Are you going to eat that? ‘No,’ Americans say

america eatingAmericans are eating less for the first time in the four decades since federal statistics have been monitoring the issue, according to the New York Times. Children are consuming 9% less calories a day, while average Americans are drinking 25% less full-calorie sodas since the late 90’s. But the drop in calories has occurred all across the demographic board – with slight differences between groups. For example, Caucasian families have reduced calorie intake more than black and Hispanic households. Either way, rates of obesity seem to have leveled off for adults and school-aged children, and declined for infants. It appears as if people have opened their eyes and closed their mouths. “I think people are hearing the message, and diet is slowly improving,” dean of the Friedman School of Nutrition Science and Policy at Tufts University Dr. Dariush Mozaffarian said.

This awakening started in the late 90’s when a barrage of scientific data and public health campaigns revealed they true damage that eating and drinking excessively exacted on people. More specifically, a 1999 CDC study published in the Journal of the American Medical Association authored by Dr. Ali Mokdad really hit most people – even experts – where they lived. That particular research featured maps demonstrating worsening rates of obesity in all 50 states in the 80’s and 90’s. The following year Dr. Mokdad published a similar paper linking obesity rates to a surge in diabetes diagnoses. “People became more aware of it in a very visual and impactful way,” former food industry executive and current senior fellow at the Hudson Institute Hank Cardello said. “That created a lot of attention and concern.”

Eventually, people began to get the message. The number of Americans who told Gallup they wanted to lose weight increased from 35% in the 50’s to 52% in 1990 and to 60% in 2003. Additionally, the 2010 Affordable Care Act included a provision mandating that chain restaurants publish their meals’ content of calories, as well as required schools to make lunches healthier. Individual cities have also taken their own measures, such as subsidizing produce purchases (Philadelphia), limiting the kind of food available in day care centers (New York), and taxing sugary drinks (Berkeley, California). As a matter of fact, sodas have been the main target of most obesity awareness public campaigns. “I think the attitude more and more in this country is that it’s not a good idea to consume a lot of soda,” former Surgeon General Dr. David Satcher, currently teaching at the Morehouse School of Medicine in Atlanta, said.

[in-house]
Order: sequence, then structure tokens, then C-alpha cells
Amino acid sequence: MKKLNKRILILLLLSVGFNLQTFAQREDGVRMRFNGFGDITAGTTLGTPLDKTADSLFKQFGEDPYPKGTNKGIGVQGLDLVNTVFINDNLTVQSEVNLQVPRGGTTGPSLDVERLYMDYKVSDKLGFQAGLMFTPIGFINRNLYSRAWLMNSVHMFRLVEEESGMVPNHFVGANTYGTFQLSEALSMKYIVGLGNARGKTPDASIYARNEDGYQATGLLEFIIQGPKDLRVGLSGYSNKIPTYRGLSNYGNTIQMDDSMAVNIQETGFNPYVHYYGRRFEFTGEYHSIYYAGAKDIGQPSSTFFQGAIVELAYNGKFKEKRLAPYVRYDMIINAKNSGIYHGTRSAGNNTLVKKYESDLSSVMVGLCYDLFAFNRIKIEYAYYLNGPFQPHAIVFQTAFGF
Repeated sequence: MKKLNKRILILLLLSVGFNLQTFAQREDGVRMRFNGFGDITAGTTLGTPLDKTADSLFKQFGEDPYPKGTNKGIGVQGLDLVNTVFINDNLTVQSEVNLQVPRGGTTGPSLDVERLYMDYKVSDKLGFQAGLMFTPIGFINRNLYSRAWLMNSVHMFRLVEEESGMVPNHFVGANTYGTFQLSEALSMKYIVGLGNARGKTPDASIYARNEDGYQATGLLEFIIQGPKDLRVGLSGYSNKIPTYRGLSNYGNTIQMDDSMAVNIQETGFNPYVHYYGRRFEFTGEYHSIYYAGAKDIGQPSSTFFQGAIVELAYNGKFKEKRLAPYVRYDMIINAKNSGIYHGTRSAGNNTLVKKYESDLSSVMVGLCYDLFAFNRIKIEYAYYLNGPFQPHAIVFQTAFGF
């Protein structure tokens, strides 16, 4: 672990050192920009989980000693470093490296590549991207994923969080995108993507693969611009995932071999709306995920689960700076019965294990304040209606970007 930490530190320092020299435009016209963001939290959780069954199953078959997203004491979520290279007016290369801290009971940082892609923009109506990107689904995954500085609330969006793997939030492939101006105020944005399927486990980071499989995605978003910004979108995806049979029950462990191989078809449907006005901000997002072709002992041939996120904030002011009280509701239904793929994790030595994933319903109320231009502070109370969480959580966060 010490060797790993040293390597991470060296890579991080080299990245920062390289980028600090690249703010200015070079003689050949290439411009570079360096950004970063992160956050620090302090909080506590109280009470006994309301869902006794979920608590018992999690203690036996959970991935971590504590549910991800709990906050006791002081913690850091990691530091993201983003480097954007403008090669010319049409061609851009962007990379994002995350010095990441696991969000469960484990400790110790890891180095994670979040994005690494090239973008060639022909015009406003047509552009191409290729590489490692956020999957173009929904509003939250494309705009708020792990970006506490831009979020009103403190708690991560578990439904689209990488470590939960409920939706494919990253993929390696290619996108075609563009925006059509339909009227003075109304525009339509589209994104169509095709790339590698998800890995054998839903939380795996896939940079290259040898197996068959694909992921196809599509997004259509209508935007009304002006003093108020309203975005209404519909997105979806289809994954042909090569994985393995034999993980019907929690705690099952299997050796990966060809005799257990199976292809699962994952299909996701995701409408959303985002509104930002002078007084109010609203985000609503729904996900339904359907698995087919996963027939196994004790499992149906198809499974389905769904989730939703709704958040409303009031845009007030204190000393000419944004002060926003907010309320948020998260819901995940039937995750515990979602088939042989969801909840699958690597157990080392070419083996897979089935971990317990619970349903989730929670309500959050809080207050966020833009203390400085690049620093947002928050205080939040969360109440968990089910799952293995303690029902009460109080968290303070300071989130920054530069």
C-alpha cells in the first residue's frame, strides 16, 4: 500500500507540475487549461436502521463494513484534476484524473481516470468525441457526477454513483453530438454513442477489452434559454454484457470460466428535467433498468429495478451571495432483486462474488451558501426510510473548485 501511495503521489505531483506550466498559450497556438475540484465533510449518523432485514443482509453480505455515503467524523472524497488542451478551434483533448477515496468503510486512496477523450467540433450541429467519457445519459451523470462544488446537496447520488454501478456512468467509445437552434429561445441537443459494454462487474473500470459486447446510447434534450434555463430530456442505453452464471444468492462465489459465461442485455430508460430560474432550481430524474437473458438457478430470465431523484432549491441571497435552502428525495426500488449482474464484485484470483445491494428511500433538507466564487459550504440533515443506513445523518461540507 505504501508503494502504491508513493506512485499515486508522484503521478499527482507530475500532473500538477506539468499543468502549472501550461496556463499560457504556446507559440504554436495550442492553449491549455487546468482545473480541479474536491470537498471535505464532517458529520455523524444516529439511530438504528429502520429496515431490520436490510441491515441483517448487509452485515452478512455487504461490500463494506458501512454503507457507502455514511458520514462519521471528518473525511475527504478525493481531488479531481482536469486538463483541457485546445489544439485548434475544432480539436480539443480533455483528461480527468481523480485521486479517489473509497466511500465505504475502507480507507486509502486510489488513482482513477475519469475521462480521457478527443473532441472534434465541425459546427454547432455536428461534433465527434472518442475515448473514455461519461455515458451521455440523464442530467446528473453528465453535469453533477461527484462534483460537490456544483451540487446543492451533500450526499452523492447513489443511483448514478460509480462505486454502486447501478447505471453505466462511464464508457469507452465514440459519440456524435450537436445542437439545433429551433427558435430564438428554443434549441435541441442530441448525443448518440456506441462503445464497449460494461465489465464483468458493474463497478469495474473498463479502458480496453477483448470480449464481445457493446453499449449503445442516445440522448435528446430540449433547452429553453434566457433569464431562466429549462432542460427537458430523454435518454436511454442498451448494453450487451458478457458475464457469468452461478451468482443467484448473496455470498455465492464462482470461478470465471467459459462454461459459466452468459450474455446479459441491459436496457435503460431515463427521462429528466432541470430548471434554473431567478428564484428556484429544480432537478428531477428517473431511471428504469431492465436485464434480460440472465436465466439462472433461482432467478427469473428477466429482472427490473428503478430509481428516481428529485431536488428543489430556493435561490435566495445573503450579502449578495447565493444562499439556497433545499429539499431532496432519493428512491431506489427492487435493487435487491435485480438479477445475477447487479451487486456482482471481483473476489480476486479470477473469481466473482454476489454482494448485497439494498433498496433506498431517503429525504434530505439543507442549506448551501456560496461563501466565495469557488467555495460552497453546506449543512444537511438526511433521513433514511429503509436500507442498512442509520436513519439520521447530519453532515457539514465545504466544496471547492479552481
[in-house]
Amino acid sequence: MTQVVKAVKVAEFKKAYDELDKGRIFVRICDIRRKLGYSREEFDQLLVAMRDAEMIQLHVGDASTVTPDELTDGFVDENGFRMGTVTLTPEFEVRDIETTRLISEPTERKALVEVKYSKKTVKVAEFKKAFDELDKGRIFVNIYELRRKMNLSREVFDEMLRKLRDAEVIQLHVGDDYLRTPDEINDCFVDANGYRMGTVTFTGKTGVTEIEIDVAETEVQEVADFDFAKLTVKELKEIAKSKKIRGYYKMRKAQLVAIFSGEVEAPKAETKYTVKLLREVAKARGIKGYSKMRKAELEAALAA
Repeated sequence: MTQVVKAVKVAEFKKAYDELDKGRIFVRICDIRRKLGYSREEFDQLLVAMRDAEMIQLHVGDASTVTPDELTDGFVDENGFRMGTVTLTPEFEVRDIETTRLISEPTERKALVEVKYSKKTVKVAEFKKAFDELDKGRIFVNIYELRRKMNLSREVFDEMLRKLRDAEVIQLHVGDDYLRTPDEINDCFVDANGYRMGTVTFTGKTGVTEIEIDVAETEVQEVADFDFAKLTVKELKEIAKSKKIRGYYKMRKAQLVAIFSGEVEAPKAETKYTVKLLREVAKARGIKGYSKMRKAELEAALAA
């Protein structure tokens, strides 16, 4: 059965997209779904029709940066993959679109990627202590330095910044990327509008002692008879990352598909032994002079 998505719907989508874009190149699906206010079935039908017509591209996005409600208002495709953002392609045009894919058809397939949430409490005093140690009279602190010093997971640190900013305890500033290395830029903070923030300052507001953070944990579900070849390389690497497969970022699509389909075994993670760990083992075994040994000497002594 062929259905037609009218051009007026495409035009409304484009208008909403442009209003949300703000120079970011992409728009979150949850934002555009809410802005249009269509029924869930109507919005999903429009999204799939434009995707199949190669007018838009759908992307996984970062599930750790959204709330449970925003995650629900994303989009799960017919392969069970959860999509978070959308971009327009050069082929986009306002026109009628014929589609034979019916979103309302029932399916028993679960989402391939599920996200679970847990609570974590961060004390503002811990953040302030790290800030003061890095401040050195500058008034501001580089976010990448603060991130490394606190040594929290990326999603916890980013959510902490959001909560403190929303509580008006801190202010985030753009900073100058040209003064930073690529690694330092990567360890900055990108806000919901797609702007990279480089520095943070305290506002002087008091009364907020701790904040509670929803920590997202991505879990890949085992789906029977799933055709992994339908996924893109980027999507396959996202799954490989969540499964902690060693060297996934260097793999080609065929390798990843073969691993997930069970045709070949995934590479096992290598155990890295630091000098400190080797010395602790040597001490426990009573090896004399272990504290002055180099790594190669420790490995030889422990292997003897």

The impact of beverage companies has resulted in a shift toward diet drinks, new products like iced tea and flavored water, and smaller products, such as Coke mini-cans. And that seems to be part of the trend. Experts point out that people are not necessarily abandoning junk food for healthy meals, but that they are just eating less of everything – including vegetables and fruits. Moreover, as optimistic as the data is, this is not the beginning of the end – maybe not even the beginning of the end – of the obesity epidemic (which is itself a misnomer; it is not an actual epidemic because obesity is not an infectious disease). Over a third of Americans still fit the category of obese, and weight and waist circumference continue to increase in the heaviest Americans.

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